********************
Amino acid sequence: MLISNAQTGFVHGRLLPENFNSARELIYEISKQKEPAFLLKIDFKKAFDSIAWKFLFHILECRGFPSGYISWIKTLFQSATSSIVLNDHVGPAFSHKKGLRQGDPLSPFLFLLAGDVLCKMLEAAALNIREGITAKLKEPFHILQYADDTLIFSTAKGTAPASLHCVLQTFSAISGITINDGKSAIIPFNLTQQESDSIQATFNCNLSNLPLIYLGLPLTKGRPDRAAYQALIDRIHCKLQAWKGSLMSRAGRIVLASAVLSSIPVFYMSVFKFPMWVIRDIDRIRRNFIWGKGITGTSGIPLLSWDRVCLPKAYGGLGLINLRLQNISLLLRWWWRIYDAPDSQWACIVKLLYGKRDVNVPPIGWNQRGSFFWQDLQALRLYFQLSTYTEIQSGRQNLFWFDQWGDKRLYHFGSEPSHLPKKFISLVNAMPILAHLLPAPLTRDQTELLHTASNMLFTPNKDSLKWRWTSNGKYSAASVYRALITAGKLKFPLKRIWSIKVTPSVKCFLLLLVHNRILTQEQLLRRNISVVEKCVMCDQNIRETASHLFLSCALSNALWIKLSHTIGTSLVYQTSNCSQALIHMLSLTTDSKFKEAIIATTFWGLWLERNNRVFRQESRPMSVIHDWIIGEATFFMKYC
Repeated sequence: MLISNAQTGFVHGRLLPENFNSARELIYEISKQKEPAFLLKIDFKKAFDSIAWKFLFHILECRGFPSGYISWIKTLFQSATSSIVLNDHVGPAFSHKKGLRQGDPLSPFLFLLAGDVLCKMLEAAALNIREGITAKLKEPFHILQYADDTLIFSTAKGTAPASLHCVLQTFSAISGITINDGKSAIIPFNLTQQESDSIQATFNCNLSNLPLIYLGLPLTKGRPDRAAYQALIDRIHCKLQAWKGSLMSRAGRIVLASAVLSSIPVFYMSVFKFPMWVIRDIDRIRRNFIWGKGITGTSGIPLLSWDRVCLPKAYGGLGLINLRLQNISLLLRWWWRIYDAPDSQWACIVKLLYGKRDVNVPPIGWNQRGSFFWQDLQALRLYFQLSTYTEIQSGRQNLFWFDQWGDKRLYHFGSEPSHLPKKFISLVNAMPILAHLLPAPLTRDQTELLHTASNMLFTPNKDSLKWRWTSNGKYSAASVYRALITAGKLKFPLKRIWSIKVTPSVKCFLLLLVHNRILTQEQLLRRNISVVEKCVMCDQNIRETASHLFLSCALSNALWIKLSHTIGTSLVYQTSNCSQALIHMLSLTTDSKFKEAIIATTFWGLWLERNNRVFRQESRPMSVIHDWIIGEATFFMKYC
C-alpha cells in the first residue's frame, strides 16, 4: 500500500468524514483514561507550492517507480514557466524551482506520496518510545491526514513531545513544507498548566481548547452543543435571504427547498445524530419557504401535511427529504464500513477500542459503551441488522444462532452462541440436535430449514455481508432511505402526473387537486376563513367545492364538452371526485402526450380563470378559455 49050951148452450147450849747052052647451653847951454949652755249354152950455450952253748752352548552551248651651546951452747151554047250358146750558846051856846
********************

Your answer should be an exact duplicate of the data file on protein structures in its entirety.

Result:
Amino acid sequence: MLISNAQTGFVHGRLLPENFNSARELIYEISKQKEPAFLLKIDFKKAFDSIAWKFLFHILECRGFPSGYISWIKTLFQSATSSIVLNDHVGPAFSHKKGLRQGDPLSPFLFLLAGDVLCKMLEAAALNIREGITAKLKEPFHILQYADDTLIFSTAKGTAPASLHCVLQTFSAISGITINDGKSAIIPFNLTQQESDSIQATFNCNLSNLPLIYLGLPLTKGRPDRAAYQALIDRIHCKLQAWKGSLMSRAGRIVLASAVLSSIPVFYMSVFKFPMWVIRDIDRIRRNFIWGKGITGTSGIPLLSWDRVCLPKAYGGLGLINLRLQNISLLLRWWWRIYDAPDSQWACIVKLLYGKRDVNVPPIGWNQRGSFFWQDLQALRLYFQLSTYTEIQSGRQNLFWFDQWGDKRLYHFGSEPSHLPKKFISLVNAMPILAHLLPAPLTRDQTELLHTASNMLFTPNKDSLKWRWTSNGKYSAASVYRALITAGKLKFPLKRIWSIKVTPSVKCFLLLLVHNRILTQEQLLRRNISVVEKCVMCDQNIRETASHLFLSCALSNALWIKLSHTIGTSLVYQTSNCSQALIHMLSLTTDSKFKEAIIATTFWGLWLERNNRVFRQESRPMSVIHDWIIGEATFFMKYC
Repeated sequence: MLISNAQTGFVHGRLLPENFNSARELIYEISKQKEPAFLLKIDFKKAFDSIAWKFLFHILECRGFPSGYISWIKTLFQSATSSIVLNDHVGPAFSHKKGLRQGDPLSPFLFLLAGDVLCKMLEAAALNIREGITAKLKEPFHILQYADDTLIFSTAKGTAPASLHCVLQTFSAISGITINDGKSAIIPFNLTQQESDSIQATFNCNLSNLPLIYLGLPLTKGRPDRAAYQALIDRIHCKLQAWKGSLMSRAGRIVLASAVLSSIPVFYMSVFKFPMWVIRDIDRIRRNFIWGKGITGTSGIPLLSWDRVCLPKAYGGLGLINLRLQNISLLLRWWWRIYDAPDSQWACIVKLLYGKRDVNVPPIGWNQRGSFFWQDLQALRLYFQLSTYTEIQSGRQNLFWFDQWGDKRLYHFGSEPSHLPKKFISLVNAMPILAHLLPAPLTRDQTELLHTASNMLFTPNKDSLKWRWTSNGKYSAASVYRALITAGKLKFPLKRIWSIKVTPSVKCFLLLLVHNRILTQEQLLRRNISVVEKCVMCDQNIRETASHLFLSCALSNALWIKLSHTIGTSLVYQTSNCSQALIHMLSLTTDSKFKEAIIATTFWGLWLERNNRVFRQESRPMSVIHDWIIGEATFFMKYC
C-alpha cells in the first residue's frame, strides 16, 4: 500500500468524514483514561507550492517507480514557466524551482506520496518510545491526514513531545513544507498548566481548547452543543435571504427547498445524530419557504401535511427529504464500513477500542459503551441488522444462532452462541440436535430449514455481508432511505402526473387537486376563513367545492364538452371526485402526450380563470378559455 49050951148452450147450849747052052647451653847951454949652755249354152950455450952253748752352548552551248651651546951452747151554047250358146750558846051856846